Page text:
Are you a seasoned cook or a newbie in the kitchen? Either way, I thought this great article from Parents.Com would serve as a good reminder for the pros and super helpful for the rookies!
Is This Food Done Yet?
Whether you’re a seasoned chef executing an intricate holiday meal or a first-time cook trying your hand at eating in, knowing when a dish is done cooking is as important as using the proper ingredients. Use these no-fail doneness cues — from precise internal temperatures to indications visible to the naked eye — as signs that your dish is ready for the table. They’ll help you achieve perfectly prepared food every time you cook.
Cook the first side until bubbles appear on the surface and pop. Flip and cook second side until pancake is springy to the touch.
Let eggs gently simmer in water until the whites are set and the yolk feels like a water balloon.
Cupcakes and muffins are finished baking when a toothpick inserted in the center comes out clean and the surface is springy to the touch when gently pressed with your forefinger.
Potatoes are cooked to perfection when a fork easily pierces the flesh but meets some resistance toward the center. Gently rub the skin; it should release easily from the flesh.
Cook your rice until the surface is studded with steam holes and the individual grains look fluffy. There should be no water pooling in the bottom of the pot.
Roast beets until they’re easily cut with a butter knife and the skin slides off the flesh by hand.
Roast squash until flesh is tender enough to be easily pierced with a fork and the skin is beginning to wrinkle.
Risotto is perfectly cooked when the rice is al dente (toothsome) in the center, but soft and creamy on the surface. You want it to be slightly soupy but not runny. Drop a spoonful of risotto on a flat plate; if the liquids spread out much beyond the rice, keep cooking.
For a medium-rare lamb roast, steak, or chop, cook until a meat thermometer reads 145°F. Cook to 160°F for medium and 170°F for well done.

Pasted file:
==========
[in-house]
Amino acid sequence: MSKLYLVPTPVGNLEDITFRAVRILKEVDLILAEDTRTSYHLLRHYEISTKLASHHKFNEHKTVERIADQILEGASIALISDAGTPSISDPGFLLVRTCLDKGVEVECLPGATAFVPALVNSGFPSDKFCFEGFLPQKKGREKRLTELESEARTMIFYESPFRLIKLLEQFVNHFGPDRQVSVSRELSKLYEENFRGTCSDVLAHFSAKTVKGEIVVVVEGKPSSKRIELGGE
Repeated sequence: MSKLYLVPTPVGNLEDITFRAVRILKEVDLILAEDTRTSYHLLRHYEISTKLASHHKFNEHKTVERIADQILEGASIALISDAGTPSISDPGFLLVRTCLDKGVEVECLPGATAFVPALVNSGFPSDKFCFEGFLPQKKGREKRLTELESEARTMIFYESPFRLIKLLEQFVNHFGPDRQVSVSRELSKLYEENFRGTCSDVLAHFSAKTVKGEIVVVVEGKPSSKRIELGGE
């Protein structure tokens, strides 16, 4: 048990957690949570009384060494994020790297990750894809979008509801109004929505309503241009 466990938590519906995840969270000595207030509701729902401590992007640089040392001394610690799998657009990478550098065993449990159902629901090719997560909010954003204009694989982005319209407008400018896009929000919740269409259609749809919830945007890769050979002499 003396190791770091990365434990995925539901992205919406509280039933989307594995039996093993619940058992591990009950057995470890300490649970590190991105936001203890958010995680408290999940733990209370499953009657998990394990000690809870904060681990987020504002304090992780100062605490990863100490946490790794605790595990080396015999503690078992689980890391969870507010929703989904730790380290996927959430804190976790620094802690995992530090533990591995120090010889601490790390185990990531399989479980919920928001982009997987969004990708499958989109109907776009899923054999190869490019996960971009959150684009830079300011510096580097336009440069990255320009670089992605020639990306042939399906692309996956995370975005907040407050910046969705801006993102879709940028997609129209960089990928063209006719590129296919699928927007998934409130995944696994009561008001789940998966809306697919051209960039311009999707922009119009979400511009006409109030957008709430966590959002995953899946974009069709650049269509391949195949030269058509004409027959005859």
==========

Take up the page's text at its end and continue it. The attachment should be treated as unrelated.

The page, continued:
For a patty cooked to medium, remove from heat when a meat thermometer registers 160°F. The burger should feel springy to the touch and still be juicy and pink in the center.
Test the doneness of your steak by gently pressing in the center. It should feel fleshy to the touch for medium-rare and should reach an internal temperature of 135°F. When cut, a medium-rare steak is brown around the edges and predominantly pink in the middle, with a hint of red in the center.
For medium, let the steak cook until it is slightly firmer to the touch and reaches 150°F as an internal temperature. Cook all the way to 160°F for well done. A well-done steak will feel firm to the touch. (Let your steak rest for approximately half the time it took you to cook it. The internal temperature will rise about 10 degrees while resting.)
Cook your fish until beads of moisture begin to form on the surface of the flesh and the internal temperature reaches 130°F. You’ll know your salmon is becoming overcooked when white, gelatinous bits of protein are pushed to the surface.
Cook your shrimp until its gray translucent coloring turns pink and opaque and the flesh is firm to the touch.
Cook pork until firm to the touch and the temperature on a meat thermometer reaches 160°F. Contrary to popular belief, pork that is slightly pink in the center isn’t necessarily undercooked.
The bird is thoroughly cooked when a meat thermometer stuck in the innermost part of the thigh and/or the thickest part of the breast reaches 165 °F. When the turkey is pierced with the tip of a knife, the juices should run clear.
Remove from oven when the center is still slightly wobbly but the edges are firm to the touch.
Remove cookies from the oven when they’re golden around the edges but still slightly soft in the center. The cookies will finish cooking as they rest on the cookie sheet before being moved to a wire rack to cool.
Copyright & copy 2010 Meredith Corporation.
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- Well: Vegetable Hash for an Easy Dinner (well.blogs.nytimes.com)